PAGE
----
Meditation: a Conversational Model
Some thoughts in progress, in preparation for a practice seminar in Edmonton. Perhaps the skeleton of a future book. Any and all feedback from meditators is most welcome.
[dropcap]I[/dropcap]f I don’t count the cathedral daydreams of a very Catholic childhood, I began meditating in 1995, when I was twenty-four. First with Tibetan Buddhists, through lam-rim (beginner) and then kye-rim (Tantric initiate) forms. Then I meditated with a charismatic Course in Miracles group, which was a total trip. After that there was a lot of mantra meditation while I was studying Ayurveda and Jyotisa intensively. Next came vipassana training. I’ve also done a lot of reading in zen, which like many traditions might be cool if a person gets lucky with a non-creepy teacher. But by the time I picked up Suzuki and Dogen I wasn’t a joiner anymore.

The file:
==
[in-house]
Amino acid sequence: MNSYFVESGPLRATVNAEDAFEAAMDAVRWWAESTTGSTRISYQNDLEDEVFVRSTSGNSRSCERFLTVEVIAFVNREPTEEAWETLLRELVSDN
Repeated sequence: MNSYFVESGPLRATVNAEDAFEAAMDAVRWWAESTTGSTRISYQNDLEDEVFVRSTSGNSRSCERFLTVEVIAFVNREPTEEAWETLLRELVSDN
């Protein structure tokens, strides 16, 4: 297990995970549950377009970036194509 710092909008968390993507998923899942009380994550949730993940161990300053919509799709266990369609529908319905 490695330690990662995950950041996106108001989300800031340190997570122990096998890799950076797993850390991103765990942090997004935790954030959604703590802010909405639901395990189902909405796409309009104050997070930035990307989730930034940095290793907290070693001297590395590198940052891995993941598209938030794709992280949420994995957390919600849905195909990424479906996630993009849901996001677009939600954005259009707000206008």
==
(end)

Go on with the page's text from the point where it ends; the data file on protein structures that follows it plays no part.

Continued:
So under the auspices of several religious traditions, I’ve cycled through the four meditation categories that researchers in clinical psychology and neurophysiology have broken down for distinct study: “focused attention”, “open monitoring”, “self-transcendence”, and “compassion-based”. These days I sit almost every morning: never for too long, liking it, not liking it, and not quite sure of what I’m doing or where it’s taking me. Feeling like a beginner pretty much always. Continue reading “Meditation: a Conversational Model”
Family Wakes Us Up — by Michael Stone and Matthew Remski (first published excerpt)
The following four letters open a new book I’m co-writing with Michael Stone about the spirituality of family life.
Continue reading “Family Wakes Us Up — by Michael Stone and Matthew Remski (first published excerpt)”